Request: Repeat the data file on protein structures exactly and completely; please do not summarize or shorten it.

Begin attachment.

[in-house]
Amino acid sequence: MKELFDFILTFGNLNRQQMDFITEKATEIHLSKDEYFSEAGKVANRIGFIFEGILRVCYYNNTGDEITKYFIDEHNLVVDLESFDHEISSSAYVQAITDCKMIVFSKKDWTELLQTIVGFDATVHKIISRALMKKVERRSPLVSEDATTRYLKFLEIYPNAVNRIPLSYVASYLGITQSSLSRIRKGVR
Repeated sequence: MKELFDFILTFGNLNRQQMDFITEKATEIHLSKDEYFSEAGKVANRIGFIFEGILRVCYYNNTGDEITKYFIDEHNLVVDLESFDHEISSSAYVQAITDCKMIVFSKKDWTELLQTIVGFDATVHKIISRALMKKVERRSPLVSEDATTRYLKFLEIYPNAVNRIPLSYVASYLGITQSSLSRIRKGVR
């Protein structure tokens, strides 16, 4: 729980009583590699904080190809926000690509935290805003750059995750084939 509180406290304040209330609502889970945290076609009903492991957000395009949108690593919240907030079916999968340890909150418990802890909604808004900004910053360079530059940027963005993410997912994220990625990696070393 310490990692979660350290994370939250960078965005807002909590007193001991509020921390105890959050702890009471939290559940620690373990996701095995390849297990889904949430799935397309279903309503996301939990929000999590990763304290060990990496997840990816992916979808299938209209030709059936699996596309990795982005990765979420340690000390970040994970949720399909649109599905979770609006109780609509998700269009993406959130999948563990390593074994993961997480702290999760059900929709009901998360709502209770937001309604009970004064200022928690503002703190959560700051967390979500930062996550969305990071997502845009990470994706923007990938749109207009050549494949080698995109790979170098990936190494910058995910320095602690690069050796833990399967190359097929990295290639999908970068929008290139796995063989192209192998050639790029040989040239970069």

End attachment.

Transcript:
[in-house]
Amino acid sequence: MKELFDFILTFGNLNRQQMDFITEKATEIHLSKDEYFSEAGKVANRIGFIFEGILRVCYYNNTGDEITKYFIDEHNLVVDLESFDHEISSSAYVQAITDCKMIVFSKKDWTELLQTIVGFDATVHKIISRALMKKVERRSPLVSEDATTRYLKFLEIYPNAVNRIPLSYVASYLGITQSSLSRIRKGVR
Repeated sequence: MKELFDFILTFGNLNRQQMDFITEKATEIHLSKDEYFSEAGKVANRIGFIFEGILRVCYYNNTGDEITKYFIDEHNLVVDLESFDHEISSSAYVQAITDCKMIVFSKKDWTELLQTIVGFDATVHKIISRALMKKVERRSPLVSEDATTRYLKFLEIYPNAVNRIPLSYVASYLGITQSSLSRIRKGVR
């Protein structure tokens, strides 16, 4: 729980009583590699904080190809926000690509935290805003750059995750084939 509180406290304040209330609502889970945290076609009903492991957000395009949108690593919240907030079916999968340890909150418990802890909604808004900004910053360079530059940027963005993410997912994220990625990696070393 310490990692979660350290994370939250960078965005807002909590007193001991509020921390105890959050702890009471939290559940620690373990996701095995390849297990889904949430799935397309279903309503996301939990929000999590990763304290060990990496997840990816992916979808299938209209030709059936699996596309990795982005990765979420340690000390970040994970949720399909649109599905979770609006109780609509998700269009993406959130999948563990390593074994993961997480702290999760059900929709009901998360709502209770937001309604009970004064200022928690503002703190959560700051967390979500930062996550969305990071997502845009990470994706923007990938749109207009050549494949080698995109790979170098990936190494910058995910320095602690690069050796833990399967190359097929990295290639999908970068929008290139796995063989192209192998050639790029040989040239970069």